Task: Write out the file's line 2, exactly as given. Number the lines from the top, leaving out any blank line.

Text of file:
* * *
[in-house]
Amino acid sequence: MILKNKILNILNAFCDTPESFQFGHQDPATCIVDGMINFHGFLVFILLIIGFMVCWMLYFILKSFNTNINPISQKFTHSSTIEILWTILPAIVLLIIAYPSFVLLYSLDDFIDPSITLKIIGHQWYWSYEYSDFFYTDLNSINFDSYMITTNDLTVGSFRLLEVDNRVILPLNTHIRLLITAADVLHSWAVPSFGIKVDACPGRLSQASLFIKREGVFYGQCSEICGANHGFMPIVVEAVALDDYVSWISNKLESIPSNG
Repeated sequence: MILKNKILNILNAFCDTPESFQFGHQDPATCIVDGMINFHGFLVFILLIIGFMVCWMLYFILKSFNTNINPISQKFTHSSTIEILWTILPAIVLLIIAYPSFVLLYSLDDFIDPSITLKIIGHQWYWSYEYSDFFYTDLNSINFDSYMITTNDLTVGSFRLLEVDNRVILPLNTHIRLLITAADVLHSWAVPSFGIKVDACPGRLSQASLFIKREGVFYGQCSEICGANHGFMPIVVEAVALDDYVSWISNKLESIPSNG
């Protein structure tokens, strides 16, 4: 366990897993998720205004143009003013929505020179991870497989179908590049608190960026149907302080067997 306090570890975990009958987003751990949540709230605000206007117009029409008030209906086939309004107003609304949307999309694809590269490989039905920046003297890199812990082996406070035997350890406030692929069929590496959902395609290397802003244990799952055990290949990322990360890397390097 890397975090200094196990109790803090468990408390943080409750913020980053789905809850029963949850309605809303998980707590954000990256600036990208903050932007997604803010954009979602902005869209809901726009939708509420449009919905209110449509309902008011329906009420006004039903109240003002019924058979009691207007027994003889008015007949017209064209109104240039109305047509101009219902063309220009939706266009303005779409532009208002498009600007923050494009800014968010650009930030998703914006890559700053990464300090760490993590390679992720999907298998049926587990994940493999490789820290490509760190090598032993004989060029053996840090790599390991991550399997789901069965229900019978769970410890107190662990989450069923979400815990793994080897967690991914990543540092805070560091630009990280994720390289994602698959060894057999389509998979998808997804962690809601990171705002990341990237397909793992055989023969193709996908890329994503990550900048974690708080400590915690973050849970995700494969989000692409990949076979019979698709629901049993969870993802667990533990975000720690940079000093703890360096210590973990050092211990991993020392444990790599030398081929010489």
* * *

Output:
Amino acid sequence: MILKNKILNILNAFCDTPESFQFGHQDPATCIVDGMINFHGFLVFILLIIGFMVCWMLYFILKSFNTNINPISQKFTHSSTIEILWTILPAIVLLIIAYPSFVLLYSLDDFIDPSITLKIIGHQWYWSYEYSDFFYTDLNSINFDSYMITTNDLTVGSFRLLEVDNRVILPLNTHIRLLITAADVLHSWAVPSFGIKVDACPGRLSQASLFIKREGVFYGQCSEICGANHGFMPIVVEAVALDDYVSWISNKLESIPSNG